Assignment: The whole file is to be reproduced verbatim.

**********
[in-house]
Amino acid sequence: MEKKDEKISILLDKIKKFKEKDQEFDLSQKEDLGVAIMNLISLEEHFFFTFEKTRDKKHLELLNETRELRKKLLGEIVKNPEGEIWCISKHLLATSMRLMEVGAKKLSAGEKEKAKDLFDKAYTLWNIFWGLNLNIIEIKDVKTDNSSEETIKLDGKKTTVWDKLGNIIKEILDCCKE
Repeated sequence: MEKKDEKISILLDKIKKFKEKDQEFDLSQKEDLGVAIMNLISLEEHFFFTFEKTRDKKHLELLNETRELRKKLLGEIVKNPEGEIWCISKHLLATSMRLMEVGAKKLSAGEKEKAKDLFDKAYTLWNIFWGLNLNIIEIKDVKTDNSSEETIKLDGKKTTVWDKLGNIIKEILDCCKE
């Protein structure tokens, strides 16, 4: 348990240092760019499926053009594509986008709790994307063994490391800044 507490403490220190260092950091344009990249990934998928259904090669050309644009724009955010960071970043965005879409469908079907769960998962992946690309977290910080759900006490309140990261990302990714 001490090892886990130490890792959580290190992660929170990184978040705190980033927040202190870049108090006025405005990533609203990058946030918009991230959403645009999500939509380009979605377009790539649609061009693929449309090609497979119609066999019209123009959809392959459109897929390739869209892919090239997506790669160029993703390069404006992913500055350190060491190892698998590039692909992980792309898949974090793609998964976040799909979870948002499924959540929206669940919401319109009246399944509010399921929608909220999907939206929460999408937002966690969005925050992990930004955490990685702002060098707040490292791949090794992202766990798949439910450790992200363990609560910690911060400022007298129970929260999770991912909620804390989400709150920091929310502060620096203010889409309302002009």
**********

[in-house]
Amino acid sequence: MEKKDEKISILLDKIKKFKEKDQEFDLSQKEDLGVAIMNLISLEEHFFFTFEKTRDKKHLELLNETRELRKKLLGEIVKNPEGEIWCISKHLLATSMRLMEVGAKKLSAGEKEKAKDLFDKAYTLWNIFWGLNLNIIEIKDVKTDNSSEETIKLDGKKTTVWDKLGNIIKEILDCCKE
Repeated sequence: MEKKDEKISILLDKIKKFKEKDQEFDLSQKEDLGVAIMNLISLEEHFFFTFEKTRDKKHLELLNETRELRKKLLGEIVKNPEGEIWCISKHLLATSMRLMEVGAKKLSAGEKEKAKDLFDKAYTLWNIFWGLNLNIIEIKDVKTDNSSEETIKLDGKKTTVWDKLGNIIKEILDCCKE
């Protein structure tokens, strides 16, 4: 348990240092760019499926053009594509986008709790994307063994490391800044 507490403490220190260092950091344009990249990934998928259904090669050309644009724009955010960071970043965005879409469908079907769960998962992946690309977290910080759900006490309140990261990302990714 001490090892886990130490890792959580290190992660929170990184978040705190980033927040202190870049108090006025405005990533609203990058946030918009991230959403645009999500939509380009979605377009790539649609061009693929449309090609497979119609066999019209123009959809392959459109897929390739869209892919090239997506790669160029993703390069404006992913500055350190060491190892698998590039692909992980792309898949974090793609998964976040799909979870948002499924959540929206669940919401319109009246399944509010399921929608909220999907939206929460999408937002966690969005925050992990930004955490990685702002060098707040490292791949090794992202766990798949439910450790992200363990609560910690911060400022007298129970929260999770991912909620804390989400709150920091929310502060620096203010889409309302002009």